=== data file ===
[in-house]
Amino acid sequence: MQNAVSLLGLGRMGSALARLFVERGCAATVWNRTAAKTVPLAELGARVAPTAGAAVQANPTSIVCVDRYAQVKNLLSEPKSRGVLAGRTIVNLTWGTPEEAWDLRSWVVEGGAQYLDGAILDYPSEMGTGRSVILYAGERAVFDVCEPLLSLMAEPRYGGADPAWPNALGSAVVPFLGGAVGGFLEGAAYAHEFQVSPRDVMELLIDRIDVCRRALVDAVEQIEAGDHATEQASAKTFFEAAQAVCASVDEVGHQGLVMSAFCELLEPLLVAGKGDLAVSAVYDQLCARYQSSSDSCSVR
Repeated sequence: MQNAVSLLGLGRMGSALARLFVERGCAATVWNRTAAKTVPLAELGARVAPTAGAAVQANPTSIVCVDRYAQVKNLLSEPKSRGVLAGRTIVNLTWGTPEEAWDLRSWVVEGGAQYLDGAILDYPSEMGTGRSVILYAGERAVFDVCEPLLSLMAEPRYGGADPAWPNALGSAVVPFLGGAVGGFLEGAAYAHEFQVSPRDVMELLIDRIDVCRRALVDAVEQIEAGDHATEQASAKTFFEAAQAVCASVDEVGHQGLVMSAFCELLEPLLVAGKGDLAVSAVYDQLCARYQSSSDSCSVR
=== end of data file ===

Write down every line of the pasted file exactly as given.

[in-house]
Amino acid sequence: MQNAVSLLGLGRMGSALARLFVERGCAATVWNRTAAKTVPLAELGARVAPTAGAAVQANPTSIVCVDRYAQVKNLLSEPKSRGVLAGRTIVNLTWGTPEEAWDLRSWVVEGGAQYLDGAILDYPSEMGTGRSVILYAGERAVFDVCEPLLSLMAEPRYGGADPAWPNALGSAVVPFLGGAVGGFLEGAAYAHEFQVSPRDVMELLIDRIDVCRRALVDAVEQIEAGDHATEQASAKTFFEAAQAVCASVDEVGHQGLVMSAFCELLEPLLVAGKGDLAVSAVYDQLCARYQSSSDSCSVR
Repeated sequence: MQNAVSLLGLGRMGSALARLFVERGCAATVWNRTAAKTVPLAELGARVAPTAGAAVQANPTSIVCVDRYAQVKNLLSEPKSRGVLAGRTIVNLTWGTPEEAWDLRSWVVEGGAQYLDGAILDYPSEMGTGRSVILYAGERAVFDVCEPLLSLMAEPRYGGADPAWPNALGSAVVPFLGGAVGGFLEGAAYAHEFQVSPRDVMELLIDRIDVCRRALVDAVEQIEAGDHATEQASAKTFFEAAQAVCASVDEVGHQGLVMSAFCELLEPLLVAGKGDLAVSAVYDQLCARYQSSSDSCSVR